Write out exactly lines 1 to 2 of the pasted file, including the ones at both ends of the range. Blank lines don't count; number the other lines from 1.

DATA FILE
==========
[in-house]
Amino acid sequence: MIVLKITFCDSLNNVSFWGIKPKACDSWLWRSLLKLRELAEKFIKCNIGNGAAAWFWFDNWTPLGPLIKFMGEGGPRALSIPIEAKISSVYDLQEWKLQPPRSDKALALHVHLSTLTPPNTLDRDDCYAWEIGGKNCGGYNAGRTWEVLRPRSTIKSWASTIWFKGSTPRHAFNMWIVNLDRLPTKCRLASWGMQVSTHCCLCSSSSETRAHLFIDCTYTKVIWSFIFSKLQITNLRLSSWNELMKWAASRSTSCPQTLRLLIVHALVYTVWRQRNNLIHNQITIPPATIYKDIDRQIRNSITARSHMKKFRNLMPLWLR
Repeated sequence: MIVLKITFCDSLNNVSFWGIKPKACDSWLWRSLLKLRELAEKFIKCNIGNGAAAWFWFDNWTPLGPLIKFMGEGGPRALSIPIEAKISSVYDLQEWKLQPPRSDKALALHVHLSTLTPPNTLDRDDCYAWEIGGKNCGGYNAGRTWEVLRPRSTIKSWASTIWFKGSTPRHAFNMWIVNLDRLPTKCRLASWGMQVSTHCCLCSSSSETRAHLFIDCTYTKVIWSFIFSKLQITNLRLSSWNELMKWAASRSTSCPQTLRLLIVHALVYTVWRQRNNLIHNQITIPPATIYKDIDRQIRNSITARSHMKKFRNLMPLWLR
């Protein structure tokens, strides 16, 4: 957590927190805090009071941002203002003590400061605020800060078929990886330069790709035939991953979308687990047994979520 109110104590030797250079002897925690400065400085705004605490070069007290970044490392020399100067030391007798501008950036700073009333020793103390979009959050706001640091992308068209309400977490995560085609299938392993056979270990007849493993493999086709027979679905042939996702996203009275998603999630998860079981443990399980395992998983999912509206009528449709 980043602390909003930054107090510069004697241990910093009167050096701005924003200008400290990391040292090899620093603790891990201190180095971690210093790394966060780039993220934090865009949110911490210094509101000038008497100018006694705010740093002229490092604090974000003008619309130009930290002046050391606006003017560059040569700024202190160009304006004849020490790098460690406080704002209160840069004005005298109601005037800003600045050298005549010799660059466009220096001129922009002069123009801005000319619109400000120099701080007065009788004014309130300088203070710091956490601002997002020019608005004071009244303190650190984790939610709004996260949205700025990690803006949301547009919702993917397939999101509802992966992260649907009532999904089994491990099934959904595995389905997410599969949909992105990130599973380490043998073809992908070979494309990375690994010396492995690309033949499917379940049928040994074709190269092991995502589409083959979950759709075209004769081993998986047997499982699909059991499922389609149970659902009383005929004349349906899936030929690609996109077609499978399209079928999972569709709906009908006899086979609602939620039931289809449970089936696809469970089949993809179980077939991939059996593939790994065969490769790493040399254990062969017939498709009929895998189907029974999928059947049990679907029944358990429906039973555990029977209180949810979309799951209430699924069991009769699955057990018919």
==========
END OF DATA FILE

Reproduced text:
[in-house]
Amino acid sequence: MIVLKITFCDSLNNVSFWGIKPKACDSWLWRSLLKLRELAEKFIKCNIGNGAAAWFWFDNWTPLGPLIKFMGEGGPRALSIPIEAKISSVYDLQEWKLQPPRSDKALALHVHLSTLTPPNTLDRDDCYAWEIGGKNCGGYNAGRTWEVLRPRSTIKSWASTIWFKGSTPRHAFNMWIVNLDRLPTKCRLASWGMQVSTHCCLCSSSSETRAHLFIDCTYTKVIWSFIFSKLQITNLRLSSWNELMKWAASRSTSCPQTLRLLIVHALVYTVWRQRNNLIHNQITIPPATIYKDIDRQIRNSITARSHMKKFRNLMPLWLR